Secularism – its internal problems

Book Review: How to Be Secular: A Call to Arms for Religious Freedom by James Berlinerblau

Price: US$15.29
Hardcover: 336 pages
Publisher: Houghton Mifflin Harcourt (September 11, 2012)
Language: English
ISBN-10: 0547473346
ISBN-13: 978-0547473345

Secularism makes the headlines these days – if only because of attacks on it by militant religionists. So I welcome media articles and books which help counter this misrepresentation. It’s necessary to encourage the proper understanding of what exactly secularism is and why “far from being the enemy of religious pluralism, is its guarantor”.

Berlinerblau describes secularism as “a term that, as we shall see, has been defined, derided, used, and abused in a bewildering variety of ways.” Especially by today’s “Christian ‘outrage machine.’”

So it’s worth quoting in a little detail Berlinerblau’s own definitions of secularism:

“Secularism is a political philosophy, which, at its core, is preoccupied with, and often deeply suspicious of, any and all relations between government and religion. It translates that preoccupation into various strategies of governance, all of which seek to balance two necessities: (1) the individual citizen’s need for freedom of, or freedom from, religion and (2) a state’s need to maintain order. . . it may create or actualize certain dispositions and world-views in us all. Foremost among these are the “secularish” qualities, such as tolerance toward others, moderation, and a willingness to be self-critical about one’s own faith.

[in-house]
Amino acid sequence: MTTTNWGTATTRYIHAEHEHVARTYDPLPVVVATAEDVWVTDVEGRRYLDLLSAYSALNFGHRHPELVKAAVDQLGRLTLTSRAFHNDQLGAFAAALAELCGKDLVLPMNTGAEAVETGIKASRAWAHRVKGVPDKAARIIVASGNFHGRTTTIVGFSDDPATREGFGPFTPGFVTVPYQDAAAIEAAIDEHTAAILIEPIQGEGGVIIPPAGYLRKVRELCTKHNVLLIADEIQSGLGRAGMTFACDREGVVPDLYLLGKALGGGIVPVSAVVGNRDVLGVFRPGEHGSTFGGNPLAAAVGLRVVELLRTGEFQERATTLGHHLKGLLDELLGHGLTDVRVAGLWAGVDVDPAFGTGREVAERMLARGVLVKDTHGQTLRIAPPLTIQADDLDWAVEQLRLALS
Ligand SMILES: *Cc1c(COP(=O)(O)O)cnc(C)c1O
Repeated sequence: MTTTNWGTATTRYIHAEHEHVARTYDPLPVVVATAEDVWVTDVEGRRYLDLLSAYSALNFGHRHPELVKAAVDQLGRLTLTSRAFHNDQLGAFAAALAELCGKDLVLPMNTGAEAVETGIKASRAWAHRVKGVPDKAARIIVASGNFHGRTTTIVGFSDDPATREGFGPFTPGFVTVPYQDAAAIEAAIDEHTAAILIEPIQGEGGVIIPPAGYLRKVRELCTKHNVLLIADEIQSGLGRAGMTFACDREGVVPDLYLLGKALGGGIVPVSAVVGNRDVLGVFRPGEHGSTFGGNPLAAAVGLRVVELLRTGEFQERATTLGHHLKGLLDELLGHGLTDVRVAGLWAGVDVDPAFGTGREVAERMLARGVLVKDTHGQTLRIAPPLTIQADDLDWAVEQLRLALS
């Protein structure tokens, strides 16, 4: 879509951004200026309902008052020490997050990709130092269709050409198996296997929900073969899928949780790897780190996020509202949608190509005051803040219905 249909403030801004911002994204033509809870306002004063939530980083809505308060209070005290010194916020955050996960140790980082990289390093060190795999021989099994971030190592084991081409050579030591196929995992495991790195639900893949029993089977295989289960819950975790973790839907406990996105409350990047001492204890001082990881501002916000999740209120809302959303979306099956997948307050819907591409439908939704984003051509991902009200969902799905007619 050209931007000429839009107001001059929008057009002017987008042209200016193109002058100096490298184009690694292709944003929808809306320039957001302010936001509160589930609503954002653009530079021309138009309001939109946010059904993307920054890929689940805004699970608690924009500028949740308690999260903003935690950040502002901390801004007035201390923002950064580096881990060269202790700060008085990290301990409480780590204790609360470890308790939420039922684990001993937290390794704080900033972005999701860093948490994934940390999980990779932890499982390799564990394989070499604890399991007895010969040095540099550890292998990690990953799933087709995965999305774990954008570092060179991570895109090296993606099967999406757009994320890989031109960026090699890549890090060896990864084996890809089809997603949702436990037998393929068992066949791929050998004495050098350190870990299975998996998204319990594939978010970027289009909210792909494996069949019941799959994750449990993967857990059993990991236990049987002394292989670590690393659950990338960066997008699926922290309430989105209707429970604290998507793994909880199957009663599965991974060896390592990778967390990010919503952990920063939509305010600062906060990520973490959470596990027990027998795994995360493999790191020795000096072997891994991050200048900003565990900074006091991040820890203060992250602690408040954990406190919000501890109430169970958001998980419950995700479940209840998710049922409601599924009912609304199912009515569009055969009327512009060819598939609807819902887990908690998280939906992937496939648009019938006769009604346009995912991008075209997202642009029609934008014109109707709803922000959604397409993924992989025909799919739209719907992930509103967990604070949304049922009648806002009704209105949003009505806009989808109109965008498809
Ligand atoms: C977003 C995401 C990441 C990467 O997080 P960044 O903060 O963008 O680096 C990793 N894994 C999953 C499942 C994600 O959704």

It ensures that your child is not forced to join a “voluntary” prayer circle in the school cafeteria.

And if you fancy being able to think about God in any way you see fit, then once again, a little gratitude is in order. This type of freedom is secularism’s essence. This is secularism’s promise. This is the end to which all genuine secularisms aspire.”

But, my feelings about this book are mixed. On the one hand Berlinerblau does clarify the meaning of secularism and criticises those who use the word too loosely. He also delves into the history of secularism in the USA and proposes his own advice on the future strategy and tactics required by the US secularist “movement.” On the other hand I have doubts about the historical accuracy of some of his claims. And while there may be value in some of his suggested tactics, I think the advice sufferers from his own ideological biases and his idealisation of the concept of a secular “movement.”

Atheists need to pay attention